IN a sensible and timely move, the PML-N government has, at the urging of the opposition, decided to convene a joint session of parliament to discuss the conflict in Yemen.
The focus will also be on what role, if any, Pakistan may play in what is essentially a civil war inside Yemen —– but one that has been turbocharged by Saudi fears of potential Iranian influence growing in a country that the kingdom shares a border with.
While a joint session of parliament cannot issue a binding resolution directing the government on how to proceed in a matter of foreign policy, it should help clarify at least two things: one, the government’s position, thus far at odds with Saudi claims; and two, what is at stake for Pakistan, both internally and externally, when it comes to intervening — diplomatically or militarily — in a region where Pakistan has to necessarily balance competing interests.
To begin with, there has been some consistency in the official claims made by the PML-N government: seeking a diplomatic and peaceful solution to the crisis in Yemen; declaring that the government’s red line is a violation of the territorial integrity of Saudi Arabia (effectively, if the Houthis were to cross the border into the kingdom); and leaving the door open to sending troops at least for defensive purposes inside Saudi Arabia.
What has been particularly troubling, however, is that Saudi officials and the media there have repeatedly contradicted the Pakistani government claims and bluntly stated that Pakistan has already committed to making a military contribution to the Saudi-led coalition presently bombing the Houthis in Yemen that may be followed by a land invasion.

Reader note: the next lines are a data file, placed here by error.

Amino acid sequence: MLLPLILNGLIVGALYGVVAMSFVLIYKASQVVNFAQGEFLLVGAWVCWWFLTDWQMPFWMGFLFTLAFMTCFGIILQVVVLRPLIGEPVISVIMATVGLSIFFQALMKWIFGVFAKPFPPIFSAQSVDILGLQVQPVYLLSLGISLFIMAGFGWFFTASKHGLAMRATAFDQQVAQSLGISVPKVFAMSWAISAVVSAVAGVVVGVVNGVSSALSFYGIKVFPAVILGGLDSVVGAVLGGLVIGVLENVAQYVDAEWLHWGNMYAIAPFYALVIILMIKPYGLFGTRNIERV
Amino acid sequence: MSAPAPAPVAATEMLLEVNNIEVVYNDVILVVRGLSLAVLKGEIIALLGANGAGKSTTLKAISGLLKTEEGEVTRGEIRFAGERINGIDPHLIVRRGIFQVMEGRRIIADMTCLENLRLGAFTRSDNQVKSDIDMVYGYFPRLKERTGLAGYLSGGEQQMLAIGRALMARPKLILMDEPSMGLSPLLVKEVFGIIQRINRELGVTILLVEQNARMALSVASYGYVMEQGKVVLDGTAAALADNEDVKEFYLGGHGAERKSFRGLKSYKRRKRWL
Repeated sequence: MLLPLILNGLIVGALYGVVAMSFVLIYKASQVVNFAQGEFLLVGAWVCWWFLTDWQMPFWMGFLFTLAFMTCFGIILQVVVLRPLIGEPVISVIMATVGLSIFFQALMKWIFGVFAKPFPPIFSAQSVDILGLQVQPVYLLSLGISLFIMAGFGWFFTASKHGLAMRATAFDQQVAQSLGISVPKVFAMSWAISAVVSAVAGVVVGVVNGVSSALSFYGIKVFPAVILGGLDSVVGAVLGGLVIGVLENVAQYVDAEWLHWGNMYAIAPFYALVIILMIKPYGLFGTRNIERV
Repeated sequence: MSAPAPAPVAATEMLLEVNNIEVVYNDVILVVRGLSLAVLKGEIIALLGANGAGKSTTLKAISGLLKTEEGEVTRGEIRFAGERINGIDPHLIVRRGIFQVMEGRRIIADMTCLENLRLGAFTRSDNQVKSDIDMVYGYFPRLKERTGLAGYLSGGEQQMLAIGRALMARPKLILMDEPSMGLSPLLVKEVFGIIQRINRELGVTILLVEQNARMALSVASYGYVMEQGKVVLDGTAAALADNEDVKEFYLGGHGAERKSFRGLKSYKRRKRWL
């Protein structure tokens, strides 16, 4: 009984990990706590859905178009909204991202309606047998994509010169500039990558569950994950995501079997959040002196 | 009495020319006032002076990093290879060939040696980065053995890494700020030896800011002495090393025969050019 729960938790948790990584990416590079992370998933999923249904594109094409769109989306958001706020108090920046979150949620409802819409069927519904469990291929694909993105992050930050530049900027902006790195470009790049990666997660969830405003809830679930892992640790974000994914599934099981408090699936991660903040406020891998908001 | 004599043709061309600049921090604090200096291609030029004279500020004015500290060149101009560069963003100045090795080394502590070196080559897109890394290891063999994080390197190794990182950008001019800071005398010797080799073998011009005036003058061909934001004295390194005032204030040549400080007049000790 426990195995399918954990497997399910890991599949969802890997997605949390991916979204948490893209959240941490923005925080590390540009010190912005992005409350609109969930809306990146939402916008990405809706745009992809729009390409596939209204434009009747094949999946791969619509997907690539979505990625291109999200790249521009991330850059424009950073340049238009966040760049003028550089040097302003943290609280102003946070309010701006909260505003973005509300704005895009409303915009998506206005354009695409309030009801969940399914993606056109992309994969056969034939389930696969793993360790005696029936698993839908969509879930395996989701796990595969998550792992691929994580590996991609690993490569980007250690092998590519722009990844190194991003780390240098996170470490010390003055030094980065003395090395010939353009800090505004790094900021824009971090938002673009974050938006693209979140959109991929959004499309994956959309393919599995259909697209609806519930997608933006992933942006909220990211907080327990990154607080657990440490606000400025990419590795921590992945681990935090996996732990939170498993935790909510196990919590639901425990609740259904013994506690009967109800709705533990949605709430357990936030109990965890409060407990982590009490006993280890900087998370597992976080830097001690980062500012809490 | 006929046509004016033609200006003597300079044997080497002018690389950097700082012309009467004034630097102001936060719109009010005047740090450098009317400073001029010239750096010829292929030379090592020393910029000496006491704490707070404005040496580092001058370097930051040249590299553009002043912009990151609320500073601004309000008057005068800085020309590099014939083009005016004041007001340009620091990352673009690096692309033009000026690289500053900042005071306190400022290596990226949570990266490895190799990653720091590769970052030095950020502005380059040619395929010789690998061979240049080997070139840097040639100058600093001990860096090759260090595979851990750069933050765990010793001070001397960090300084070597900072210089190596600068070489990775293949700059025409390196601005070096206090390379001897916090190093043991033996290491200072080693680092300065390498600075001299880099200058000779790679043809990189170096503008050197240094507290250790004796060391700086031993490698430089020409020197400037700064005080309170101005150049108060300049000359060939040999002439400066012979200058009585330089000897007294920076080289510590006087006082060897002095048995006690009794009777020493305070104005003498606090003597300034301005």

There being a long history of the state here being parsimonious with the truth and making private commitments to outside powers, the fear is that the PML-N government may be saying one thing to its own public and preparing to do something quite different.
In the joint session of parliament to be convened on Monday, Prime Minister Nawaz Sharif himself needs to speak, explain his government’s policy and address the conflicting claims made by his government and the Saudi regime.
There is also a significant role for the opposition to play in the joint session: laying out the internal implications of a military involvement in Yemen when the fight against militancy at home is at its peak; expanding on the regional implications for participating in a Saudi-led coalition that is aimed at reducing perceived Iranian influence; and dilating on the proper diplomatic and political role for Pakistan in the Muslim world, which is riven by conflict, both state and non-state.
In particular, refuting the dangerous and destabilising claims in some quarters here that the Yemen conflict is sectarian or that the Pakistan state has a sectarian leaning of its own is something that all of parliament could do together — and forcefully.
Published in Dawn, April 3rd, 2015